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Technical Paper

Transverse Vibration of a Composite Shaft

2009-05-19
2009-01-2066
The advantages of having higher stiffness to weight ratio and strength to weigh ratio that composite materials have resulted in an increased interest in them. In automotive engineering, the weight savings has positive impacts on other attributes like fuel economy and possible noise, vibration and harshness (NVH). The driveline of an automotive system can be a target for possible use of composite materials. The design of the driveshaft of an automotive system is primarily driven by its natural frequency. This paper presents an exact solution for the vibration of a composite driveshaft with intermediate joints. The joint is modeled as a frictionless internal hinge. The Euler-Bernoulli beam theory is used. Lumped masses are placed on each side of the joint to represent the joint mass. Equations of motion are developed using the appropriate boundary conditions and then solved exactly.
Technical Paper

An Evaluation of Electrical and Thermal Conductivity and Mechanical Behaviors of a Silicon Rubber based Composite Material for PEM Fuel Cell

2009-04-20
2009-01-1005
With increasing demand for cost-effective fuel cells, it is essential to investigate alternative materials for components of the fuel cells. The objective of this paper is to implement elastomeric materials (silicon rubber) for the use of bipolar plates in a polymer electrolyte membrane fuel cell. Two different types of conductive fillers, a graphite fiber and flake, were added at different concentrations to a two-component silicone rubber slurry. Electrical, thermal and mechanical properties of the composite material were investigated. Comparable electrical and thermal conductivities were achieved to that of commercially available plates. The silicone rubber based composite material maintained elastomeric properties for improved sealing of cell fluid reactants and products.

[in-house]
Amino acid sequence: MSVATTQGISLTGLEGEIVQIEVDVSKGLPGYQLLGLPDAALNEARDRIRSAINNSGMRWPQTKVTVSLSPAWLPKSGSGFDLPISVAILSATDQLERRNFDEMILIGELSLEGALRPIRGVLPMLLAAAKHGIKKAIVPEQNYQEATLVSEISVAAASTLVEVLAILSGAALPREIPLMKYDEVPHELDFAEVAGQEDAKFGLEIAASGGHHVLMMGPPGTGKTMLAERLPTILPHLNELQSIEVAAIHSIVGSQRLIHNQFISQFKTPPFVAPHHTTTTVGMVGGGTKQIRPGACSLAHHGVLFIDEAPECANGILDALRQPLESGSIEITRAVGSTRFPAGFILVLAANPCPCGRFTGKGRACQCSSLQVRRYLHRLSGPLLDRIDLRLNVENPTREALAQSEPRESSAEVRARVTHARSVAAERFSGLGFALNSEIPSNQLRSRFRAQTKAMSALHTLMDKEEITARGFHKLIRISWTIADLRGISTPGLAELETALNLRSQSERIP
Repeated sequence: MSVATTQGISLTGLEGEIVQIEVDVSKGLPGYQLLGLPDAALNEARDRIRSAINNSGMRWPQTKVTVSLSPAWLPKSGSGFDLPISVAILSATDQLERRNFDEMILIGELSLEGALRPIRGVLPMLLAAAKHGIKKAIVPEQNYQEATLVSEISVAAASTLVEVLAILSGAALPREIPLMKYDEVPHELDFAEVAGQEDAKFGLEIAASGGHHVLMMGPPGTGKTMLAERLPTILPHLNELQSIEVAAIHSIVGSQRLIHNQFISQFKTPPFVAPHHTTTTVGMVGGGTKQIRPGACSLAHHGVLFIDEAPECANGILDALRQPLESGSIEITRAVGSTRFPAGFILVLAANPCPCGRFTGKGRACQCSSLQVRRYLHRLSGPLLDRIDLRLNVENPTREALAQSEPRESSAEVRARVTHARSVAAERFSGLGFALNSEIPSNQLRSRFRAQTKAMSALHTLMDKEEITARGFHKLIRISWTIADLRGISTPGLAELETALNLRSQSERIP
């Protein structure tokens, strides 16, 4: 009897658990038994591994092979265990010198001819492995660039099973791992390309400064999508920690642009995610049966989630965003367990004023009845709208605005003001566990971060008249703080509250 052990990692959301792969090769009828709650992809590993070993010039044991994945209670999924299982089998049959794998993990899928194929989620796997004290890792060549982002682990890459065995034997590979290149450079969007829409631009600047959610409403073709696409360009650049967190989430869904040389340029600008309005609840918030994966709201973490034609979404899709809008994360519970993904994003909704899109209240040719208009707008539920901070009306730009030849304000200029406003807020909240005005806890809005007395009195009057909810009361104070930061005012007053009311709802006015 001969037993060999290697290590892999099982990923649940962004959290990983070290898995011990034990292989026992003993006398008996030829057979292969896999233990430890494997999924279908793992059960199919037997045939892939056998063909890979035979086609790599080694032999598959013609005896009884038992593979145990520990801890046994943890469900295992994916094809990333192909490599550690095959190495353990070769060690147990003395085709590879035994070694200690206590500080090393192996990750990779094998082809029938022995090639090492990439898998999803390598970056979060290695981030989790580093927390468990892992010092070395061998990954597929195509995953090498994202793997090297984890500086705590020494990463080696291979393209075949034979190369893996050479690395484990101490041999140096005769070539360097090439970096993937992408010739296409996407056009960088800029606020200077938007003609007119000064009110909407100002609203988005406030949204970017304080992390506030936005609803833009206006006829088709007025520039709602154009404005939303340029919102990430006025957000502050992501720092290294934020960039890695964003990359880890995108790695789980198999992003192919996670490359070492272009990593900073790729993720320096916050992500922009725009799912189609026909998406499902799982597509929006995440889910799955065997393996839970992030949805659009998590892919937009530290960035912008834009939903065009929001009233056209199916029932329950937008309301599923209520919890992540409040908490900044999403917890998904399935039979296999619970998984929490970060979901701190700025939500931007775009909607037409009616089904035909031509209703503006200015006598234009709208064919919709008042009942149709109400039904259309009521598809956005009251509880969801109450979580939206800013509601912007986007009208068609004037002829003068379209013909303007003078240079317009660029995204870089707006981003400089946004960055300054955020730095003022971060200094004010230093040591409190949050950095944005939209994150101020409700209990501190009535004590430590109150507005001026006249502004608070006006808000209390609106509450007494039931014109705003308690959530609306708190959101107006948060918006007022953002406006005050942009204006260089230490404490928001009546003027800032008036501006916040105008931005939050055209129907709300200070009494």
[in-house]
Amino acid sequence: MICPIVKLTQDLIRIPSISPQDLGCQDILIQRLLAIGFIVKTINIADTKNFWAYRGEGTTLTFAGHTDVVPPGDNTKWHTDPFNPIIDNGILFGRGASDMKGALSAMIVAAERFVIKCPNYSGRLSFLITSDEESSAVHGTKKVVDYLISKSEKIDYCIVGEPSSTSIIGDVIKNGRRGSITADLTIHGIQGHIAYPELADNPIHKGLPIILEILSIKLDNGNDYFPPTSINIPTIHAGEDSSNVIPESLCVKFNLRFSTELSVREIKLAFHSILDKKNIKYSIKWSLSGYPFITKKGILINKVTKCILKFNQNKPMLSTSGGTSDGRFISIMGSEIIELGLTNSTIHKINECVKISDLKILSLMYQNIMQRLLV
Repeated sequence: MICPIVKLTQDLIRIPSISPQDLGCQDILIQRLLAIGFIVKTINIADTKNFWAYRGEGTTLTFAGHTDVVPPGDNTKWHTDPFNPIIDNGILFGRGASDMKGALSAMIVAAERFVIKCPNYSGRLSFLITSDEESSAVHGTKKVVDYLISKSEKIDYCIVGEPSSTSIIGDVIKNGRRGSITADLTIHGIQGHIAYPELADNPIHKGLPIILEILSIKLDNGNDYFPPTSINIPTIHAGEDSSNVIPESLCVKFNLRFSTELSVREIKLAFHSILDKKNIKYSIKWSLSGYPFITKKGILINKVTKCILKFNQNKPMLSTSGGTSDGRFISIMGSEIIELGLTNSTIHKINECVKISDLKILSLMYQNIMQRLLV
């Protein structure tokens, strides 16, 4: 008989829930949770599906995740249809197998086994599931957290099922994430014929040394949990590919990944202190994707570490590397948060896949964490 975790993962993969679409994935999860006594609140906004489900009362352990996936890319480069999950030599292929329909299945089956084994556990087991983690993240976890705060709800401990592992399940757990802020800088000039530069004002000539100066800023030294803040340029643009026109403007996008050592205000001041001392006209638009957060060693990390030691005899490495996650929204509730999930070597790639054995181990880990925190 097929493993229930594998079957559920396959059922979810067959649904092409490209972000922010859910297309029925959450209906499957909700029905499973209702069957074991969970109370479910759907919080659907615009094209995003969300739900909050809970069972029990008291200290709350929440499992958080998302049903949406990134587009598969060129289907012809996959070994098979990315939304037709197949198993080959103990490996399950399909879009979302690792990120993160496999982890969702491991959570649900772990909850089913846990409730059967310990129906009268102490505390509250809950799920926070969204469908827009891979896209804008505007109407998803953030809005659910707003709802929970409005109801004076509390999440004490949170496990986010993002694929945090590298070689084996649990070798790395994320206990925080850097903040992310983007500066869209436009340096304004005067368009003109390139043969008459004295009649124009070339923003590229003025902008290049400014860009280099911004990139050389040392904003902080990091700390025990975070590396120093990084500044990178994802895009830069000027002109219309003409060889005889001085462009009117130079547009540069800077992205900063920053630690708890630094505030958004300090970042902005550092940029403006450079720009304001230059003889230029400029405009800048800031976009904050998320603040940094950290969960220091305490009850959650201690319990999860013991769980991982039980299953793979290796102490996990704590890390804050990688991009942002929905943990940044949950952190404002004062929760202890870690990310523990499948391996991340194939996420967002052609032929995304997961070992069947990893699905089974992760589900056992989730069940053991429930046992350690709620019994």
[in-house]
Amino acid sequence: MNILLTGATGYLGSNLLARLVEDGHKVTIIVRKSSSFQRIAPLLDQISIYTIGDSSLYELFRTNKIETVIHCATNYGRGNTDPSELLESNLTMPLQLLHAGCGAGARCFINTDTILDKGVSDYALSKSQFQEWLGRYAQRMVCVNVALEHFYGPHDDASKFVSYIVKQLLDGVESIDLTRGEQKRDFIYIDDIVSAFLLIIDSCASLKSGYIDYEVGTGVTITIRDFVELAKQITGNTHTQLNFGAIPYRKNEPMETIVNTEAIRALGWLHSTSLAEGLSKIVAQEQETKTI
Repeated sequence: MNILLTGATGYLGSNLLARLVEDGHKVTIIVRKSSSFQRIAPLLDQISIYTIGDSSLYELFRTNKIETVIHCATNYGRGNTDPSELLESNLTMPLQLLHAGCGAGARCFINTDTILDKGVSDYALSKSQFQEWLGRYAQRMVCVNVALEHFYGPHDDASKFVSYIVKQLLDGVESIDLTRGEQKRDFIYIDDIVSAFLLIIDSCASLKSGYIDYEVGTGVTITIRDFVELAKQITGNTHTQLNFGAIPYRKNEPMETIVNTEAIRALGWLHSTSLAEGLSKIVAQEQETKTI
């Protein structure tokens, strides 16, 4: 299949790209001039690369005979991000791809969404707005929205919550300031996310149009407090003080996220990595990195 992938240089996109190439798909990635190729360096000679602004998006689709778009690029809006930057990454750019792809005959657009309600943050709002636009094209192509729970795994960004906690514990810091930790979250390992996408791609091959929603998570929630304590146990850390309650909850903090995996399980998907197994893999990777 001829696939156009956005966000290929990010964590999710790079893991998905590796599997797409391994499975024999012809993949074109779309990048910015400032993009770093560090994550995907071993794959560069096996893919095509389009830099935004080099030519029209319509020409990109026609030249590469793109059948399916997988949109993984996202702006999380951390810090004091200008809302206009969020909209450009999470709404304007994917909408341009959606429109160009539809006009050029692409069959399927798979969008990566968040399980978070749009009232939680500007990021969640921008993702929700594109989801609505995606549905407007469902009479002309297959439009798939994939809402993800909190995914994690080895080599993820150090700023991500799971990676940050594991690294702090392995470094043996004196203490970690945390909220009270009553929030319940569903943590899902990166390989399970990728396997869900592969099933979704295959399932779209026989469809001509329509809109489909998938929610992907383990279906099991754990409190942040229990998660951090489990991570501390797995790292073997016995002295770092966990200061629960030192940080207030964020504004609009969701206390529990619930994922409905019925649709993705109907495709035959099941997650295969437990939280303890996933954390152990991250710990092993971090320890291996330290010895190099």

Technical Paper

Investigation of Fuel Cell Performance and Water Accumulation in a Transparent PEM Fuel Cell

2009-04-20
2009-01-1006
Polymer Electrolyte Membrane (PEM) fuel cells have grown in research and development for many applications due to their high efficiency and humble operating condition requirements. Water management in the cathode region of the PEM fuel cell is an essential and sensitive phenomenon for cold environments and fuel cell’s performance. This paper investigates the behavior of water production by constructing a transparent-cathode PEM fuel cell. The effects of pressure, relative humidity, and cathode stoichiometric ratio on the production of water as a function of time were studied. Each test set is compared to a reference state. The images of water liquid accumulation inside the cathode bipolar plate channels are shown with the corresponding polarization curves.
Journal Article

Tribological Performance of ZnO-Oil Nanofluids at Elevated Temperatures

2013-04-08
2013-01-1219
The tribological performance of nanofluids consisting of ZnO nanoparticles dispersed with a stabilizer in an API Group III oil was investigated. Recent research suggests that these fluids may reduce friction and wear compared to the base oil when used as a lubricant in metal-on-metal tests. The effects of nanoparticle concentration and test temperature on friction and wear were studied. Tests were run at 50°C and 100°C to investigate the viability of the fluids at elevated temperatures because possible applications include use as engine lubricants. Nanofluids showed friction reduction of up to 5.2% and reduced wear by up to 82.8% versus oil with only stabilizer at the highest ZnO concentration and the lowest temperature. Stabilizer increased wear at every concentration, but did not affect friction significantly. Fluid viscosity was also investigated. At 30°C, significant shear-thinning behavior was observed for the 2% ZnO solution, and a viscosity versus shear rate curve was found.
Technical Paper

An Application of Variation Simulation - Predicting Interior Driveline Vibration Based on Production Variation of Imbalance and Runout

2011-05-17
2011-01-1543
An application of variation simulation for predicting vehicle interior driveline vibration is presented. The model, based on a “Monte Carlo”-style approach, predicts the noise, vibration and harshness (NVH) response of the vehicle driveline based on distributions of imbalance and runout derived from manufacturing production variation (the forcing function) and the vehicle's sensitivity to the forcing function. The model is used to illustrate the change in vehicle interior vibration that results when changes are made to production variation for runout and imbalance of driveline components, and how those same changes result in different responses based on vehicle sensitivity.
Technical Paper

Study of Ausferrite Transformation Kinetics for Austempered Ductile Irons with and without Ni

2016-04-05
2016-01-0421